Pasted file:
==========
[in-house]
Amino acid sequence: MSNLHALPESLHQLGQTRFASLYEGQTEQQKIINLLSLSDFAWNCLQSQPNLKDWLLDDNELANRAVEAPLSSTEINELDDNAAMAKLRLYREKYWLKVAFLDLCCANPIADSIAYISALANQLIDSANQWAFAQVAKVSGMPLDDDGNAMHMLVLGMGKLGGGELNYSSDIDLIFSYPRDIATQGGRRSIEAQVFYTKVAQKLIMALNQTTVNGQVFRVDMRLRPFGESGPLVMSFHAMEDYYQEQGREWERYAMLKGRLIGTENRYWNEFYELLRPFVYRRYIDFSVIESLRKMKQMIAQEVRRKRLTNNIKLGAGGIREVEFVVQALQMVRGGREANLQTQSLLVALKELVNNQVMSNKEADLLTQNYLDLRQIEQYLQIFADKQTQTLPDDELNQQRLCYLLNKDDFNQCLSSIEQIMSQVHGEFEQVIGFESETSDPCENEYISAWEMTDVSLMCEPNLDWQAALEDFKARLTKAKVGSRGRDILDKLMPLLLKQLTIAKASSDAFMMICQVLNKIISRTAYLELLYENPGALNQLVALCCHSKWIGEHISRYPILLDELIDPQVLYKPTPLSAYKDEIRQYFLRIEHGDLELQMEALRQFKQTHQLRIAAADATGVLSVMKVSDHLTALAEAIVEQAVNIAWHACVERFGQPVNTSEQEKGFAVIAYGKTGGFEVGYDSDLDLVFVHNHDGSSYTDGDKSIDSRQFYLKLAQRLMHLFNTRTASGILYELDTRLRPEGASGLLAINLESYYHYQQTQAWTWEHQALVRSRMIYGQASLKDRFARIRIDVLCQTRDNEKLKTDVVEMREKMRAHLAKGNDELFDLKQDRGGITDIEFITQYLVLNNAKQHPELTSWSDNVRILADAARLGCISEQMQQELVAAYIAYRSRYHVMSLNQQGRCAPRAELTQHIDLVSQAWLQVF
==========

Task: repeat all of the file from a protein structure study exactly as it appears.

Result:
[in-house]
Amino acid sequence: MSNLHALPESLHQLGQTRFASLYEGQTEQQKIINLLSLSDFAWNCLQSQPNLKDWLLDDNELANRAVEAPLSSTEINELDDNAAMAKLRLYREKYWLKVAFLDLCCANPIADSIAYISALANQLIDSANQWAFAQVAKVSGMPLDDDGNAMHMLVLGMGKLGGGELNYSSDIDLIFSYPRDIATQGGRRSIEAQVFYTKVAQKLIMALNQTTVNGQVFRVDMRLRPFGESGPLVMSFHAMEDYYQEQGREWERYAMLKGRLIGTENRYWNEFYELLRPFVYRRYIDFSVIESLRKMKQMIAQEVRRKRLTNNIKLGAGGIREVEFVVQALQMVRGGREANLQTQSLLVALKELVNNQVMSNKEADLLTQNYLDLRQIEQYLQIFADKQTQTLPDDELNQQRLCYLLNKDDFNQCLSSIEQIMSQVHGEFEQVIGFESETSDPCENEYISAWEMTDVSLMCEPNLDWQAALEDFKARLTKAKVGSRGRDILDKLMPLLLKQLTIAKASSDAFMMICQVLNKIISRTAYLELLYENPGALNQLVALCCHSKWIGEHISRYPILLDELIDPQVLYKPTPLSAYKDEIRQYFLRIEHGDLELQMEALRQFKQTHQLRIAAADATGVLSVMKVSDHLTALAEAIVEQAVNIAWHACVERFGQPVNTSEQEKGFAVIAYGKTGGFEVGYDSDLDLVFVHNHDGSSYTDGDKSIDSRQFYLKLAQRLMHLFNTRTASGILYELDTRLRPEGASGLLAINLESYYHYQQTQAWTWEHQALVRSRMIYGQASLKDRFARIRIDVLCQTRDNEKLKTDVVEMREKMRAHLAKGNDELFDLKQDRGGITDIEFITQYLVLNNAKQHPELTSWSDNVRILADAARLGCISEQMQQELVAAYIAYRSRYHVMSLNQQGRCAPRAELTQHIDLVSQAWLQVF